Kimball asked if the tapes will be open to the public with national security and personal material deleted. Smith explained that NARA will produce an edited copy of the original and the HO will have access to all but the personal material. However, she had not yet worked out with the Nixon estate how many different edited versions there would be. Kimball said that NARA and Patterson need to collaborate so that he can prepare realistic work schedules in HO based on the availability of material.
Hogan asked whether a private company would be allowed to transcribe the tapes and Smith replied that they could once the material is opened after the turn of the century. She added, however, that since it was a voice-activated taping system the tape quality is very poor; 100 hours of NARA staff time were needed to transcribe one hour of tape. In response to a query, Smith also noted that HO itself will be free to make transcripts of the sanitized tapes, but emphasized that NARA does not have the resources to do so.
Kimball asked again about the availability of notes describing the tapes or any other finding aids that could reduce research time. Smith said that NARA has a voluminous log that they were trying to edit into a more usable form, but she had not come to an agreement yet with the Nixon estate as to whether it will be available to HO. Kimball responded that it had been his experience that if an item is not specified in an agreement, it is often not available later and he felt that access to the logs was too important an item to miss. Smith indicated again that NARA had been putting its emphasis on getting access to the textual records because they knew the Nixon estate would be more amenable to such an agreement.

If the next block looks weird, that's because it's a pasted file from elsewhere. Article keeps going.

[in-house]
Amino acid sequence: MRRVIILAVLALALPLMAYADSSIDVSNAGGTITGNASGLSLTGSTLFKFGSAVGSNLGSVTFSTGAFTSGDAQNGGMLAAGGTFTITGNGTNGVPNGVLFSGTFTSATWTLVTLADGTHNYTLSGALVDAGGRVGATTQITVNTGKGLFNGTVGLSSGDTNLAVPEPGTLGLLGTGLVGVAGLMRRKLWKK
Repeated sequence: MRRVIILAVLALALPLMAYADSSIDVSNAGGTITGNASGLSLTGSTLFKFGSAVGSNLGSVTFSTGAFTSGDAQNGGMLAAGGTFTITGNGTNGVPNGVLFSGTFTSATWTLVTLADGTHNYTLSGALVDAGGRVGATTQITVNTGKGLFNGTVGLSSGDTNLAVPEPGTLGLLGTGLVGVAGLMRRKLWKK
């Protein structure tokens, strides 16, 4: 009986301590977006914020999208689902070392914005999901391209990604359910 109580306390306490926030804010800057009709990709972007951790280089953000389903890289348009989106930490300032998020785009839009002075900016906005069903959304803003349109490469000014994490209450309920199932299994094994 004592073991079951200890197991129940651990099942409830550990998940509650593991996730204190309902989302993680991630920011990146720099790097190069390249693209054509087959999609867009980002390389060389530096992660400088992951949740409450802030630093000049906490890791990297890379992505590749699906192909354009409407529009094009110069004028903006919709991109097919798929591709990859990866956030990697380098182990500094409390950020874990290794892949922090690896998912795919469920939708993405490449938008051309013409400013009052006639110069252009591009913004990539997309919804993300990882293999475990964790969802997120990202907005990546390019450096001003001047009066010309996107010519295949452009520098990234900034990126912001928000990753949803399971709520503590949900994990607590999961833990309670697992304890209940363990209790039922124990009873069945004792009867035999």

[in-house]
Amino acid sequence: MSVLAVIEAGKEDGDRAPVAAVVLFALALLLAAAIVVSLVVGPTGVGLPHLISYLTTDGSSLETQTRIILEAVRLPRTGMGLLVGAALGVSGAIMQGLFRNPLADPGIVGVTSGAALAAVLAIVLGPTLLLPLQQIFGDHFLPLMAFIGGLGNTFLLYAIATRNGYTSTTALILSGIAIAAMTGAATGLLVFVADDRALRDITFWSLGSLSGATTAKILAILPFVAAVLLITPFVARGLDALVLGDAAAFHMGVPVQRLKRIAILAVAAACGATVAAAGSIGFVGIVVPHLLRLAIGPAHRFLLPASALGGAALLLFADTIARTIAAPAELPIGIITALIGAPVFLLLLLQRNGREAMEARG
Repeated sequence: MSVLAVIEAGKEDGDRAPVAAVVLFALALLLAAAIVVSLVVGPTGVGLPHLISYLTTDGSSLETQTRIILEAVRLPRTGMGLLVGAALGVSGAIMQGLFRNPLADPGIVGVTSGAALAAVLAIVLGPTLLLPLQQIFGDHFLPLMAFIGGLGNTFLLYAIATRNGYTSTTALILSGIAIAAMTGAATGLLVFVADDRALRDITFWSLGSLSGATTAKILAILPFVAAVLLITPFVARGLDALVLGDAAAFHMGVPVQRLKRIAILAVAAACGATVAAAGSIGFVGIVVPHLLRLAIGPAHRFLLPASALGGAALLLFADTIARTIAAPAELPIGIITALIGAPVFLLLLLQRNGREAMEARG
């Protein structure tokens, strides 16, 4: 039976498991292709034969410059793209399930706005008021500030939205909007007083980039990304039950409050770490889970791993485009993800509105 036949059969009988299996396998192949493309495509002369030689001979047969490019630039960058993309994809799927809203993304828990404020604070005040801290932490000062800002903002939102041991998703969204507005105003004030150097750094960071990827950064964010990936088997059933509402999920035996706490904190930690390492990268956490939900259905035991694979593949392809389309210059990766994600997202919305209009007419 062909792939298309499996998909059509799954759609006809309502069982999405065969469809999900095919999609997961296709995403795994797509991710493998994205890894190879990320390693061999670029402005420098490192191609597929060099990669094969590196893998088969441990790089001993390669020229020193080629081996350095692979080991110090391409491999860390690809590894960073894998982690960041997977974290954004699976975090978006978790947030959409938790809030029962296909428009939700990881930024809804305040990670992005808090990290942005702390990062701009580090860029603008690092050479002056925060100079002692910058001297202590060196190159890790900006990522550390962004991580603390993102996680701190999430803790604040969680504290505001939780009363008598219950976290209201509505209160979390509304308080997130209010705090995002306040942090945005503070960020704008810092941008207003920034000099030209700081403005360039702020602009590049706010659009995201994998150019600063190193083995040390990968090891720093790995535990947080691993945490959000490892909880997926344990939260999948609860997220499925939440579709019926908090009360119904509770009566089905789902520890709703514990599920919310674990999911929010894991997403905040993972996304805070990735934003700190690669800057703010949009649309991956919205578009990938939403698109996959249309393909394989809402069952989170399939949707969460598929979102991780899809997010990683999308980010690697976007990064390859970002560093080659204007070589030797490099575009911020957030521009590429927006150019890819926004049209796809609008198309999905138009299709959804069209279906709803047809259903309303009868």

Kimball next asked what impact allocating resources to the tapes will have on processing the textual records. Smith replied that this would create a major resource problem. Because NARA has been involved in litigation over the records for 22 years and much of this litigation has focused on the "abuse-of-power" material, NARA has done nothing with the National Security Council records. They cannot even be sure who in the Nixon administration will raise objections to release of the material.
Kimball asked if NARA had requested additional resources to meet its legislative mandates. Smith replied that although NARA is currently in a strategic planning stage, it is unlikely NARA will request additional positions due to the executive order on government employment, especially since they just received some additional fimding and they cannot expect much more from a tight agency budget. Davis noted that during the subcommittee's Nixon Project briefing, a staffer remarked that NARA had been unable to locate a tape specialist, despite having advertised the position. Smith responded that it is a very difficult position to fill because it requires a tremendous capacity for concentration. The tapes have long lapses between conversations and lots of background noise, and it is often not clear who is talking and what is said.